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Digital dual-tuner improves radio reception in critical signal conditions


July 10, 2006

Digital dual-tuner improves radio reception in critical signal conditions

Digital dual-tuner improves radio reception in critical signal conditions

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July 11, 2006 STMicroelectronics and Blaupunkt have come up with an interesting new solution for good old AM/FM car radio that makes a lot of sense. A newly developed dual-tuner receiver chipset uses sophisticated digital signal processing techniques to enable excellent reception quality while reducing interference even in presence of challenging signal conditions such as weak field and strong multipath (reflection from mountains and buildings). The advanced digital receiver integrates audio signal processing and Radio Data System (RDS) decoding, and hence delivers quality and system cost optimization suitable for high-end car radios. The solution tunes to all current analog radio services worldwide (AM, FM and US Weather band) as well as to the recently introduced digital broadcasts (Digital Audio Broadcasting, Digital Radio Mondiale, HD radio), providing suitable interfaces to external decoders. Samples of the chipset are available now and volume production is scheduled for the second quarter of 2007.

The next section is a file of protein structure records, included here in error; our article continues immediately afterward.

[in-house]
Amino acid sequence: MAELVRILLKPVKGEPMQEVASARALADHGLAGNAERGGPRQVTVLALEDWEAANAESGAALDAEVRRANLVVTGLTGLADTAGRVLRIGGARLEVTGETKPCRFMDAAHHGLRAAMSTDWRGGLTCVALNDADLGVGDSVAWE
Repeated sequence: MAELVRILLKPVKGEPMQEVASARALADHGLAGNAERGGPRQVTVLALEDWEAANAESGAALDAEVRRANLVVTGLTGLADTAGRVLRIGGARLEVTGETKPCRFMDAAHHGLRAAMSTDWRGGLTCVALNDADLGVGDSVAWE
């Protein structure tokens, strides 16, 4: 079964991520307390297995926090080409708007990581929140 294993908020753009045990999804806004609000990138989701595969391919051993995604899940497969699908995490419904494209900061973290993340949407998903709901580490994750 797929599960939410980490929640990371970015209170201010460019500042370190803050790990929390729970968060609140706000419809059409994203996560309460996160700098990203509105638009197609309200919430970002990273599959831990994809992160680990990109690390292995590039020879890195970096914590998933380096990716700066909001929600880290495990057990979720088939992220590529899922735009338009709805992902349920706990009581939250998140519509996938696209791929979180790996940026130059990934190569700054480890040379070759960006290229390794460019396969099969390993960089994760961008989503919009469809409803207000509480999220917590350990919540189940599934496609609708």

The new chipset includes two TDA7528 Radio Frequency (RF) front-end ICs and one STA3005 Digital Signal Processor (DSP) back-end IC.

An advanced digital audio processor, powered by an ST's proprietary DSP core, greatly enhances the system's flexibility and efficiency meeting all the needs of in-vehicle sound processing and equalization. Additionally, an embedded ARM7 microcontroller supervises all the internal peripherals, reducing the workload and software complexity of the car radio's main microprocessor, and fully supporting RDS management -- a must-have of today's car-radios.

About the Author
Mike Hanlon After Editing or Managing over 50 print publications primarily in the role of a Magazine Doctor, Mike embraced the internet full-time in 1995 and became a "start-up all-rounder" – quite a few start-ups later, he founded Gizmag in 2002. Now he can write again.   All articles by Mike Hanlon
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